|Graphic Credit: SJRMD. Tropical Storm Fay, Florida Fish and Wildlife Manatee Count, Coldest Winter, Fukushima, and Superbloom added by Brevard Times|
VIERA, Florida -- On the Agenda for the March 5, 2014 Brevard County Commission 5 p.m. meeting is a proposal for a tougher fertilizer ordinance that could include a rainy season ban from June 1 through September 30. The ordinance would also require that fertilizers contain no phosphorous and at least 50% slow release nitrogen.
Last month, the Palm Bay City Council did not pass any fertilizer ordinance because Council members could not agree on whether to include a rainy season ban. There, the debate was as much science as it was politics.
One side believed that the lack of fertilizers during the rainy season, when grass is growing the fastest and absorbs the most fertilizers, encourages the leaching of nitrogen and phosphorous into the Indian River Lagoon - because lawns thin if not fertilized - which ultimately allows more fertilizer to runoff.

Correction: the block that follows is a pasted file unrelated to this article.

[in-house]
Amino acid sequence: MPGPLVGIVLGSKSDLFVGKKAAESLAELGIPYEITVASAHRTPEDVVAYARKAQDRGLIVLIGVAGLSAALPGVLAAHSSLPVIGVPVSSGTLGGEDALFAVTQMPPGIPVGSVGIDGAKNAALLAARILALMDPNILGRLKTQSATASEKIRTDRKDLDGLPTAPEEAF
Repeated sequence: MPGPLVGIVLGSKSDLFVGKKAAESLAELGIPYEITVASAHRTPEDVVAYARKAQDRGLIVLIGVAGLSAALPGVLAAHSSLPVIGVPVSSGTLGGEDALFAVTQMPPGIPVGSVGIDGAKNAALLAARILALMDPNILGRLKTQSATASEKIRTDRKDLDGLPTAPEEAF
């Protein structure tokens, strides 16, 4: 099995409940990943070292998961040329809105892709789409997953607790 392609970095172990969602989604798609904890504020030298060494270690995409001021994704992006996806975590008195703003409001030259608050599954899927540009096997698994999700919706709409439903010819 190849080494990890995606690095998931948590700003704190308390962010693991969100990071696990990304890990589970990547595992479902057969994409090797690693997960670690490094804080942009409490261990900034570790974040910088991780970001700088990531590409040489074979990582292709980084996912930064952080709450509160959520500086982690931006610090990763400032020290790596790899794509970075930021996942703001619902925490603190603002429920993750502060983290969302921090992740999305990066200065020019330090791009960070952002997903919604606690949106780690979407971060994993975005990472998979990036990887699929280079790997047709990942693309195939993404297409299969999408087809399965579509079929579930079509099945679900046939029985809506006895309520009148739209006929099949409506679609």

The other side of the debate believed that the application of fertilizer during the rainy season simply means more nitrogen and phosphorous runoff into the Lagoon.
Last month, Brevard Times took a closer look at potential causes for the seagrass loss and discovered that manatees play a significant role in seagrass destruction and contribute to the nitrogen and phosporous load in the Lagoon.
As the above graphic shows, there appears to be an inverse relationship with the manatee population counts and seagrass acreage whenever the manatee count exceeds around 1,700 on Florida's East Coast.
UPDATE: The Commission unanimously voted for the stricter fertilizer ordinance.